Exercises in the practice of taking abstracts are frequently presentea by the preacher. They may also be foand in volumes of sermons, in periodical papers and essays, in common text-books in literary institutions, and in the wide circle of English literature. It is not, therefore, deemed important tu present them in detail in this volume.


The faculty of invention, it is thought, has been sufficiently exercised in the preceding principles to enable the student now to fill out an essay from heads, outlines, or abstracts, as in the following




1. No being perfectly independent but God.

2. The dependence created by trade and commerce is, in fact, a kind of independence.

3. Pecuniary dependence the most humiliating of any.

4. Pecuniary dependence naturally degrades the mind and depraves the heart.

5. Young people ought to be particularly careful to avoid pecuniary dependence.

The Essay founded on the above heads.

Independence, in the largest and most unlimited sense, is to created beings, a state impossible. No being is perfectly independent, but the One Supreme Being: all other beings, by their very nature, are dependent, in the first place, on their Creator, and in the second, on their fellowcreatures; from whose good-will and assistance they derive their chief happiness.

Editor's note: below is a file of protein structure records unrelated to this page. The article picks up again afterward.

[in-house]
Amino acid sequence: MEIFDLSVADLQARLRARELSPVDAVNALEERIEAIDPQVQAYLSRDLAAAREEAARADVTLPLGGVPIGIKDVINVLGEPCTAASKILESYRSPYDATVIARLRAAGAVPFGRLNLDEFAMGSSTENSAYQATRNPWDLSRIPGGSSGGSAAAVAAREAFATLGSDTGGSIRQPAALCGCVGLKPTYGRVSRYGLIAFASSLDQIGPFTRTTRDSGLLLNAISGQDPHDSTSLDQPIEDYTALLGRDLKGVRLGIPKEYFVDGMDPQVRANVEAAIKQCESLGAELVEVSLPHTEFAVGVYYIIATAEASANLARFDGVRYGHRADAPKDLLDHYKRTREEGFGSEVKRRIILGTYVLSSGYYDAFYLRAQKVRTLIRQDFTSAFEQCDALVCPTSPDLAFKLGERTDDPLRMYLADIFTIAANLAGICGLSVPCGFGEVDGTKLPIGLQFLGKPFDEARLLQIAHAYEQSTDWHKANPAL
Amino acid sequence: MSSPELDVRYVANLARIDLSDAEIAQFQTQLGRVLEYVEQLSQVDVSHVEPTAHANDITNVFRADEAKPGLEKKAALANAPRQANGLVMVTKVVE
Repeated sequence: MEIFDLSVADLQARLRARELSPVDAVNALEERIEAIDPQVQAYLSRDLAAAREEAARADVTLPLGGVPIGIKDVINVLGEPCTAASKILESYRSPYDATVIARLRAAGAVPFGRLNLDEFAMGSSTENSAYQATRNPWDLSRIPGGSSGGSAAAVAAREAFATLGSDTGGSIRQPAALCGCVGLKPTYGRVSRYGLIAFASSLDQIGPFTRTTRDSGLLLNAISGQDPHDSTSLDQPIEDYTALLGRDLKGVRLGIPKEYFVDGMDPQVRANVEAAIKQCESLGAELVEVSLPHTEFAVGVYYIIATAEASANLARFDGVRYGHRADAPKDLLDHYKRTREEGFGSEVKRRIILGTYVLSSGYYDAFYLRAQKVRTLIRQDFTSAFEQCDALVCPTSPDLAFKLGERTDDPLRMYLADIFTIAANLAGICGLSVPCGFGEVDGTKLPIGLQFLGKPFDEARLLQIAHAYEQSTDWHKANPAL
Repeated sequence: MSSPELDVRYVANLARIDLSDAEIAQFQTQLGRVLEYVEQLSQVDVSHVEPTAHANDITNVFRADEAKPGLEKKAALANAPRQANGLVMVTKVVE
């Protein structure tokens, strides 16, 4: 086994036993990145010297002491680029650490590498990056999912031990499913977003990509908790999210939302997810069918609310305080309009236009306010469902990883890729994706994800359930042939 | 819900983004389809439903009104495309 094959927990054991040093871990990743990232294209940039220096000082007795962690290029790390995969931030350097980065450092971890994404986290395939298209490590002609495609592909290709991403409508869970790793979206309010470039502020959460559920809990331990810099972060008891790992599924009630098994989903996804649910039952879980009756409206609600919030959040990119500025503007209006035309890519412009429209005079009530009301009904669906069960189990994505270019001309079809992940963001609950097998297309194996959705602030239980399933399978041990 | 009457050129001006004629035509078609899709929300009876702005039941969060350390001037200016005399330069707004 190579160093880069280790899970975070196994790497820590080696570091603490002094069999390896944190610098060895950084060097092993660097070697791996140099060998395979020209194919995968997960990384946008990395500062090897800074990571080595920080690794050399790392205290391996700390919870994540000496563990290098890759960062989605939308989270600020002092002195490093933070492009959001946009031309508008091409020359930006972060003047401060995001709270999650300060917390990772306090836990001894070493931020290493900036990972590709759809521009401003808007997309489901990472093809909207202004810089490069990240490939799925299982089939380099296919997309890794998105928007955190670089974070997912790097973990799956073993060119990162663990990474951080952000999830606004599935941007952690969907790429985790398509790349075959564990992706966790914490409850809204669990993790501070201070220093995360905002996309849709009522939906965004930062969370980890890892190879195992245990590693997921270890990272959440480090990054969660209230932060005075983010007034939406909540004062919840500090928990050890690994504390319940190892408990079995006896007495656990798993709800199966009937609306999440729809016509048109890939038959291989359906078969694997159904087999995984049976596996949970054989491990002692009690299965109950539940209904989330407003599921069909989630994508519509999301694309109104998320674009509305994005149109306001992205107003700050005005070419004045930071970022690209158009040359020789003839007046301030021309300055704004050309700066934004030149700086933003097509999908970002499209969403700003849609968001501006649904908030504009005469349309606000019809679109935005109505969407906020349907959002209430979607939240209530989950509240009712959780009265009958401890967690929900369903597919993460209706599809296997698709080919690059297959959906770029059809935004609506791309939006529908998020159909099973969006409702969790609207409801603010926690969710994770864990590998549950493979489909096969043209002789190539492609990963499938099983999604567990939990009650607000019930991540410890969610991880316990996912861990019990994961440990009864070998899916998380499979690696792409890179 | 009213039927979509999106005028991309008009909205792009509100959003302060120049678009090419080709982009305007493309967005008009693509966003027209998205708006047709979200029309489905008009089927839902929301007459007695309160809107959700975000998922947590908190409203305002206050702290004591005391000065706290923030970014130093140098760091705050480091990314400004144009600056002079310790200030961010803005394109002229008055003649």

This dependence, however, consists in a mutual interchange of good offices; in such a suitable return of favors received, as makes each party obliged to the other, and at the same time leaves each other independent. This kind of dependence we find in different countries, that trade in com modities which are necessary to both; by which means, they become use. ful, but not indebted to each other.

But the most general sense of independence is that of property. The circulating medium, called money, and which is the representative of al most every thing that we wish, has in it something so sacred, that we can never receive it gratuitously, without losing our dignity and becoming dependent. We may ask for favors of another kind, and though they are granted to us, we are not degraded; but if once we ask a pecuniary favor we lose our independence, and become enslaved. No more can we con verse with our creditor on the same equal terms that we did before. No more can we controvert his opinion, and assert our own: a conscious in